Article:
This year’s start to the flu season is the earliest in a decade, according to the Centers for Disease Control and Prevention, setting off a wave of doctor visits in mostly Southern states from Louisiana to Virginia that have been hard hit. Although the early onset doesn’t necessarily portend an epidemic, medical professionals say this year’s strain is particularly severe.
“I think it is much more serious than last year,” said Dr. David Berry, a pediatrician in Blacksburg, Va. “Last year, it was incredibly minor. This is the classic intense flu — headache, body ache, fevers of 103, 104.”
Many doctors reported seeing patients with the flu or flulike symptoms as early as Thanksgiving — well in advance of the typical bump in numbers of flu sufferers usually seen in December and January, CDC officials said. Dr. Berry said the earliest local report of the flu came in September and that he expected even more cases to be reported once schools opened after the holiday break.
CDC Director Dr. Thomas Frieden last month outlined the forecast for the 2012-13 flu season and identified the culprit as the H3N2 strain, a form that, although common, can be serious for young children and the elderly if left untreated. By mid-December, the CDC had recorded 16 pediatric deaths that were associated with influenza.
Officials said they saw the same strain of flu at work during the 2003-04 flu season, the last one to start as early as this year’s. They said that just because the season came early this year, it could peak early as well.
The CDC said 31 states, including Virginia, were reporting widespread flu activity around Christmas.
Laurie Folano, the deputy state epidemiologist for the Virginia Department of Health, explained that Virginia is considered to have widespread illness because more than half the state is reporting outbreaks. But, she said, “that’s not unique in the United States right now.”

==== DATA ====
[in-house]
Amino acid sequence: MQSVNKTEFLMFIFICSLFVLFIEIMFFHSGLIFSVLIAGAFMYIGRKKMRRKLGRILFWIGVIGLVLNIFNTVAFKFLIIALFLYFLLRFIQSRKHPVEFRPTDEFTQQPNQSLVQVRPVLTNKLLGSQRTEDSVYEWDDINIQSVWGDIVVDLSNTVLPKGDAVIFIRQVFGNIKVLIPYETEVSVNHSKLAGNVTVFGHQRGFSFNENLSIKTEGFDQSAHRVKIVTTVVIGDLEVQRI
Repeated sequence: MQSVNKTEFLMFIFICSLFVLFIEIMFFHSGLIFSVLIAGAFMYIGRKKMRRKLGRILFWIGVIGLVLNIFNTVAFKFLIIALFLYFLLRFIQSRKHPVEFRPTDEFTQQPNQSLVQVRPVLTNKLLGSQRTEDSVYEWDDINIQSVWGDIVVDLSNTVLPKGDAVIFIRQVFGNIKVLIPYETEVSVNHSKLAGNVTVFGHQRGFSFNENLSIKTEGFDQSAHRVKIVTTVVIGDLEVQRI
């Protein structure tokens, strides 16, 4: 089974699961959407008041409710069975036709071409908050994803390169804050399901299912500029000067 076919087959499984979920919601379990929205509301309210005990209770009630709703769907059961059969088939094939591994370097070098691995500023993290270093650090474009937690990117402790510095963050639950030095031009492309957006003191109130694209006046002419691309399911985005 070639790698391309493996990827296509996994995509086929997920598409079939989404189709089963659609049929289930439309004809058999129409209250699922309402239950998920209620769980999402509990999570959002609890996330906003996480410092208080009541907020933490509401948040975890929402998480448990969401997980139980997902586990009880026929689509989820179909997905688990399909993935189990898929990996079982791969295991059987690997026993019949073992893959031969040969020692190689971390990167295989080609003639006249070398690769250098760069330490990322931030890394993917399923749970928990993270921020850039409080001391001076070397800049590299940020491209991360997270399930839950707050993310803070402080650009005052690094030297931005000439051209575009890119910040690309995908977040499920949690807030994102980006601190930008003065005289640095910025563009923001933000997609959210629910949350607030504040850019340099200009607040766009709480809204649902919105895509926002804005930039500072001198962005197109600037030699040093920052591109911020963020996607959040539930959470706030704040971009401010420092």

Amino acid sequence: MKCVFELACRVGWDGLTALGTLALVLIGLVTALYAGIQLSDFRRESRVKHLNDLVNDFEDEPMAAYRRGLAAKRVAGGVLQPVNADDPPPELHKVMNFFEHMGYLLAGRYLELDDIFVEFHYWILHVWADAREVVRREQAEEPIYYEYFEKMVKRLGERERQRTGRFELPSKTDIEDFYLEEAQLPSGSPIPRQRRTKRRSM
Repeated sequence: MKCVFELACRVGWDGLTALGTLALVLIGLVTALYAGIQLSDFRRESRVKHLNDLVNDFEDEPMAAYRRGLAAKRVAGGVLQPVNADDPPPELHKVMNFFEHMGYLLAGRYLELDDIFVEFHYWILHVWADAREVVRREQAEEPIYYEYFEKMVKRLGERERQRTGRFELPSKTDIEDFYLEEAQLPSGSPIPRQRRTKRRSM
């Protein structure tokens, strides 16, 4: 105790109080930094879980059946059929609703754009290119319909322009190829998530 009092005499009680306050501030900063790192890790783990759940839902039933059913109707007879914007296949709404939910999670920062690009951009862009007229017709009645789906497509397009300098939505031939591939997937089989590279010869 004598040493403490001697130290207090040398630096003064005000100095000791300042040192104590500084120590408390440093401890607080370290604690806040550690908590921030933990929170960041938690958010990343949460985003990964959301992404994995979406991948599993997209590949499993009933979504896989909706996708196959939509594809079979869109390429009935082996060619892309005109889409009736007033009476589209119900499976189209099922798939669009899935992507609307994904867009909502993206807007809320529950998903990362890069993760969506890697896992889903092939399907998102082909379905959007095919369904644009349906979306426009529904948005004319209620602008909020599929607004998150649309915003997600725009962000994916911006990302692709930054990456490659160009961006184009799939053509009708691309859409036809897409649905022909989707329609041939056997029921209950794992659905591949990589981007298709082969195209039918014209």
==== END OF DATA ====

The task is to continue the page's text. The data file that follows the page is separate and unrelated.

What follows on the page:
“Nationally, levels of flu activity have been elevated for probably three weeks,” she said.
The state health department reviews laboratory data, as well as reported illnesses from emergency rooms and urgent-care clinics to determine just how much of the state is coming down with the flu, Ms. Folano said.
More flu cases typically are reported in mid-December and early January, but “definitely this year we’ve seen an earlier increase in activity,” she said.
Reports of flulike symptoms started in the South and Southeast and, in addition to Virginia, include Tennessee, Mississippi, Alabama, Louisiana and Texas.
“The flu is hitting the nation rough,” said Dr. L. Lee Montgomery, a family physician in Baton Rouge, La. “It’s causing a lot of misery for people and a lot of time off work.”
Not only that, contracting the flu can be costly, Dr. Montgomery said. Factoring in doctor visits and medicine, the flu can cost a person upward of $300. A cheaper solution, he said, is a vaccine.
The vaccine produced this year is a good match for the flu that is going around, CDC spokesman Tom Skinner said. But he said people can fall ill to another type of flu strain that the vaccine does not cover or could come into contact with the illness in the few weeks between the time they get the vaccine and the time it takes effect.
“We do know that people who are vaccinated, if they get sick with the flu, they tend to have more milder illness,” Mr. Skinner said. “But each flu is really unique in and of itself. There’s no explanation why we have mild seasons or why we have severe seasons.”View Entire Story
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Meredith Somers is a Metro reporter for The Washington Times. She can be reached at email@example.com.
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